Brian Herbert and Kevin J. Anderson's Navigators of Dune is the climactic finale of the Great Schools of Dune trilogy, set 10,000 years before Frank Herbert's classic Dune.
The story line tells the origins of the Bene Gesserit Sisterhood and its breeding program, the human-computer Mentats, and the Navigators (the Spacing Guild), as well as a crucial battle for the future of the human race, in which reason faces off against fanaticism. These events have far-reaching consequences that will set the stage for Dune, millennia later.
©2016 Herbert Properties LLC (P)2016 Macmillan Audio
Navigators of Dune was one of my top audiobook experiences, partly because this book is an amazing conclusion to the previous two books (Sisterhood of Dune and Mentats of Dune) and partly because I waited so long after multiple cliffhangers and so many storyline threads left unknown until this book! I finished Navigators of Dune which is 18 hours long in less than two days. The way Brian and Kevin wrote this story was masterful and I'm thankful to them for not leaving this trilogy within Dune unwritten!
Scott Brick did a wonderful narration as always, he really brings out the depth of character - of the characters through his voice. Thank you Scott!
Some may be put off by reading prequels in general because it's history but even knowing some general things from the subsequent books, I found the prequels very suspenseful. If you've never read a book from the Dune universe, you're really missing out. Start with the first prequel Dune: The Butlerian Jihad and go in order or start with Dune itself and then read the prequels after. The Dune saga has enriched my life. Thank you Brian and Kevin for continuing where Frank left off from his vaulted notes. Thank you!
Dune is my favorite book. The 1984 movie is my favorite movie. I have to be honest. At times, this book was actually annoying to listen to. First of all, someone please explain to me how exactly every planet in the Landsraad is irrelevant. During the machine war, all of these planets were responsible for defending themselves to a certain extent so they have their own military capabilities which makes them pretty significant. The book simply ignores them which is patently ridiculous.
Secondly, there would have been a civil war between the Butlerians and the Imperium in any alternative universe where humans are still humans. I get Manfred Tarando and the Butlerians. Salvador and Roderick, however, act in ways no real human being would ever act and this is my primary issue with the book.The book portrays House Corrino as being incredibly powerful(refer back to nonexistent Landsraad). The authors set up Venport and the Butlerians to act as a counter balance to the Corrinos, but Venport isn't actually doing anything to check the Corrinos while the Butlerians are constantly threatening the Corrinos with threats of mob violence. Meanwhile, Venport and the Butlerians are openly hostile towards each other. Gee, I wonder how the Corrinos would act in such a scenario? Apparently the authors don't realize that, 10,000 times out of 10,000, the Corrinos would ally themselves with Venport and friendly members of the Landsraad to either defang, or decapitate the Butlerians.In no realistic universe, would the Corrinos act against Venport.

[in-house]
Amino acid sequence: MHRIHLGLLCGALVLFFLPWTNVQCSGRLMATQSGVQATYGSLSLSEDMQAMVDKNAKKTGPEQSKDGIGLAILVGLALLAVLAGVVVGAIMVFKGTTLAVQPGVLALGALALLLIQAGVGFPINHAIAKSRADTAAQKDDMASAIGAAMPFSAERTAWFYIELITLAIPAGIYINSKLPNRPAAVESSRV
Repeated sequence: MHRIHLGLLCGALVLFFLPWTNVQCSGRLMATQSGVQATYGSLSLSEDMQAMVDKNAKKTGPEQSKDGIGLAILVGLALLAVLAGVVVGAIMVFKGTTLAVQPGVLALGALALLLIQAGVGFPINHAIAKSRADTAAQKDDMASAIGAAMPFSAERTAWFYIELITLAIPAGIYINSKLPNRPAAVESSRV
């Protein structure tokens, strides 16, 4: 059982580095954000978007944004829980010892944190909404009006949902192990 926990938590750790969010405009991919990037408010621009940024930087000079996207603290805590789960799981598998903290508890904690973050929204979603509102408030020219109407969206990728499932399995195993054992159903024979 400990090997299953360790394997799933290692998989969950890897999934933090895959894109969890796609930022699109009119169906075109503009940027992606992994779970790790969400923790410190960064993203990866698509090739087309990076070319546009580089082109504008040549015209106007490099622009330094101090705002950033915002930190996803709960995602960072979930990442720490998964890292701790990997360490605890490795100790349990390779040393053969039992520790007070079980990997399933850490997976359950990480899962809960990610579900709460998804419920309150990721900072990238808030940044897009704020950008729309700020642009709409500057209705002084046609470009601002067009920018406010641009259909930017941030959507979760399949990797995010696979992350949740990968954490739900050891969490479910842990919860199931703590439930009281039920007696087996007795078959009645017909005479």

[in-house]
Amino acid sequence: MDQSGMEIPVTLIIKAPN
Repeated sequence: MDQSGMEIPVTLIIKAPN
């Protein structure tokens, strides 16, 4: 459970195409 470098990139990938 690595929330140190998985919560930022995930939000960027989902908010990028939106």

Well, you might say the Corrinos are worried about the power wielded by Venport. Okay, but when the Corrinos start to act hostilely towards Venport, they're not even aware that Venport owns planetary banks and Combined Mercantile. Furthermore, the book doesn't even make mention of Salvador being worried about Venport being a threat to his power. Salvador just whines about what a pain he is for actually wanting to defend himself against the Butlerians. In fact, Salvador acts to confiscate Venport's spice production on Arrakis without even caring how Venport would react.
As far as the actual conflict goes, it's also a joke. None of the combatants has any intelligence on enemy activites whatsoever. Seriously, no one knows anything, They take their forces and blindly wade into the unknown. Umm, first of all, sans information, no one would risk so much. Second, they would have agents gathering info. In this story, however, ignorance actually drives the plot forward.In other words, the plot is non-sensical and it's purposefully non-sensical for the purpose of creating a plot. In other words, The plot is forced to the point of ludicrousness. The authors and the publisher wanted to make money, so they wrote a sub-par book that seriously needs to be re-written in order to fix the travesty that is this backstory to one of the greatest stories ever told.
unbalanced. evil too powerful. ending is very unsatisfactory. very disappointing end of this trilogy. lots of repetition explaining character history. unbelievable character's sudden conscience. weakest of all the dune books.
I have always loved and cherished the dune universe since reading dune for the first time. Is wonderful to have a bit more insight into the people, events, and forces that shaped it
The conclusion to this trilogy was a great end to this epic section of the mega saga that is Dune. If you love a huge, character driven story then this is for you. It is interesting to see both extreme factions come to blows in this book. In many cases I really did not know which side I was rooting for...sometimes neither and sometimes both. The performance makes you want to continue to listen for hours. I could not recommend this book more.
A good continuation of the legends stories we already love. Too long winded in many parts and some easily predictable story lines that were dragged out too much.
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